Essays in the History of Canadian Law

Author : George Blaine Baker
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The essays in this volume deal with the legal history of the Province of Quebec, Upper and Lower Canada, and the Province of Canada between the British conquest of 1759 and confederation of the British North America colonies in 1867. The backbone of the modern Canadian provinces of Ontario and Quebec, this geographic area was unified politically for more than half of the period under consideration. As such, four of the papers are set in the geographic cradle of modern Quebec, four treat nineteenth-century Ontario, and the remaining four deal with the St. Lawrence and Great Lakes watershed as a whole. The authors come from disciplines as diverse as history, socio-legal studies, women’s studies, and law. The majority make substantial use of second-language sources in their essays, which shade into intellectual history, social and family history, regulatory history, and political history.

Redefining Rape

Author : Estelle B. Freedman
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The uproar over "legitimate rape" during the 2012 U.S. elections confirms that rape remains a word in flux, subject to political power and social privilege. Redefining Rape describes the forces that have shaped the meaning of sexual violence in the U.S., through the experiences of accusers, assailants, and advocates for change.

The Oxford Handbook of American Women s and Gender History

Author : Ellen Hartigan-O'Connor
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From the first European encounters with Native American women to today's crisis of sexual assault, The Oxford Handbook of American Women's and Gender History boldly interprets the diverse history of women and how ideas about gender shaped their access to political and cultural power in North America. Over twenty-nine chapters, this handbook illustrates how women's and gender history can shape how we view the past, looking at how gender influenced people's lives as they participated in migration, colonialism, trade, warfare, artistic production, and community building. Theoretically cutting edge, each chapter is alive with colorful historical characters, from young Chicanas transforming urban culture, to free women of color forging abolitionist doctrines, Asian migrant women defending the legitimacy of their marriages, and transwomen fleeing incarceration. Together, their lives constitute the history of a continent. Leading scholars across multiple generations demonstrate the power of innovative research to excavate a history hidden in plain sight. Scrutinizing silences in the historical record, from the inattention to enslaved women's opinions to the suppression of Indian women's involvement in border diplomacy, the authors challenge the nature of historical evidence and remap what counts in our interpretation of the past. Together and separately, these essays offer readers a deep understanding of the variety and centrality of women's lives to all dimensions of the American past, even as they show that the boundaries of "women," "American," and "history" have shifted across the centuries.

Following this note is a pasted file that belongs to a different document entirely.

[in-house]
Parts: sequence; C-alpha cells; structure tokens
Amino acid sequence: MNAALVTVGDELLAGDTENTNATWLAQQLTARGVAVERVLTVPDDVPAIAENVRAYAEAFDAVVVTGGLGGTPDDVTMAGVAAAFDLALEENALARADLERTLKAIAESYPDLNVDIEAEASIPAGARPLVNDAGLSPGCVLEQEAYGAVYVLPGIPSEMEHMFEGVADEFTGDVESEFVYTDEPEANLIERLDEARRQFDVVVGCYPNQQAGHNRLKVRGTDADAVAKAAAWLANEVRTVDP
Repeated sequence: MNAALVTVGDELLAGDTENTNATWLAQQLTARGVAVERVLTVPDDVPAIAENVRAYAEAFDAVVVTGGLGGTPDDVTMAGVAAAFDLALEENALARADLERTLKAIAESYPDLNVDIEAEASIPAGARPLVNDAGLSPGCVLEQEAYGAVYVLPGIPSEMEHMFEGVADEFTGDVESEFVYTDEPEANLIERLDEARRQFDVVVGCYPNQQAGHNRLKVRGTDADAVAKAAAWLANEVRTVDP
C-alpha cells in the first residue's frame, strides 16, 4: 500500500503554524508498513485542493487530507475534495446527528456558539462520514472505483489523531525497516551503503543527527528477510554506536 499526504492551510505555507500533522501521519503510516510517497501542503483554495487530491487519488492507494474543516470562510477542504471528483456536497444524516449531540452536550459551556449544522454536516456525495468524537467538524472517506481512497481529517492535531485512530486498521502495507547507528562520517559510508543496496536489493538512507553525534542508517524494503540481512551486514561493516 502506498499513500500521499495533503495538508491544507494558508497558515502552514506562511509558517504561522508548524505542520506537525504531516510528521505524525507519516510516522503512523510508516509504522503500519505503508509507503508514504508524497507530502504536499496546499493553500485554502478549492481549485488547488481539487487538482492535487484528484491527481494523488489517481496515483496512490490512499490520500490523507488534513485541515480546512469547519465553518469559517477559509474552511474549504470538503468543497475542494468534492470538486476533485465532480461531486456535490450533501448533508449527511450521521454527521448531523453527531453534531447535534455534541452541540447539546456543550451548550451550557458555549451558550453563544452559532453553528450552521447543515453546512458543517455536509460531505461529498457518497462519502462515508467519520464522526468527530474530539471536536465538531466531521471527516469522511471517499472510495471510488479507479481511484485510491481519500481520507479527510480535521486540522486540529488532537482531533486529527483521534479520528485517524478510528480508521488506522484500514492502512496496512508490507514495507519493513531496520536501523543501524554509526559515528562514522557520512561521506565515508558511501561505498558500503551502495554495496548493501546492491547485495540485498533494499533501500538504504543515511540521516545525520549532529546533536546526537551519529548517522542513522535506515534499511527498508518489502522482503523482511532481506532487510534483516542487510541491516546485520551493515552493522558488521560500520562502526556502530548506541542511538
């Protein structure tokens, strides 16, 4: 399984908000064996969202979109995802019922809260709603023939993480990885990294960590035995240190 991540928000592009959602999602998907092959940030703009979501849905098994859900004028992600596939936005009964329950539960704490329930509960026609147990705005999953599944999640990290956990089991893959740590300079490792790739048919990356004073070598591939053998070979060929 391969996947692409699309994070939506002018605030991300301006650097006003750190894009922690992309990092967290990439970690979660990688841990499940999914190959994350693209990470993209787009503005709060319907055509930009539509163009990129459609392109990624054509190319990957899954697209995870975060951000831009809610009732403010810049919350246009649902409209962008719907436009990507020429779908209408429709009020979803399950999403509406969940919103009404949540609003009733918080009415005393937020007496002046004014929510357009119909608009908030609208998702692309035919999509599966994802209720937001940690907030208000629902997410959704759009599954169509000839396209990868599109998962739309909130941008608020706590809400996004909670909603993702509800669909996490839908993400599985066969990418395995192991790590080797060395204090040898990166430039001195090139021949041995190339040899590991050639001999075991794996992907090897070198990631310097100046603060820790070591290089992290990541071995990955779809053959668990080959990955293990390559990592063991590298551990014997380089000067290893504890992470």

Incest in contemporary literature

Author : Miles Leeson
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This is the first edited collection of essays which focuses on the incest taboo and its literary and cultural presentation from the 1950s to the present day. It considers a number of key authors and artists, rather than a single author from this period. The collection exposes the wide use of incest and sexual trauma, and the frequency this appears within contemporary literature and related arts. Incest in contemporary literature discusses the impact of this change in attitudes on literature and literary adaptations in the latter half of the twentieth century, and early years of the twenty-first century. Although primarily concerned with fiction, the collection includes work on television and film. Authors discussed include Iain Banks, A.S. Byatt, Angela Carter, Simone de Beauvoir, Ted Hughes, Doris Lessing, Ian McEwan Iris Murdoch, Vladimir Nabokov, Andrea Newman and Pier Pasolini and Sylvia Plath.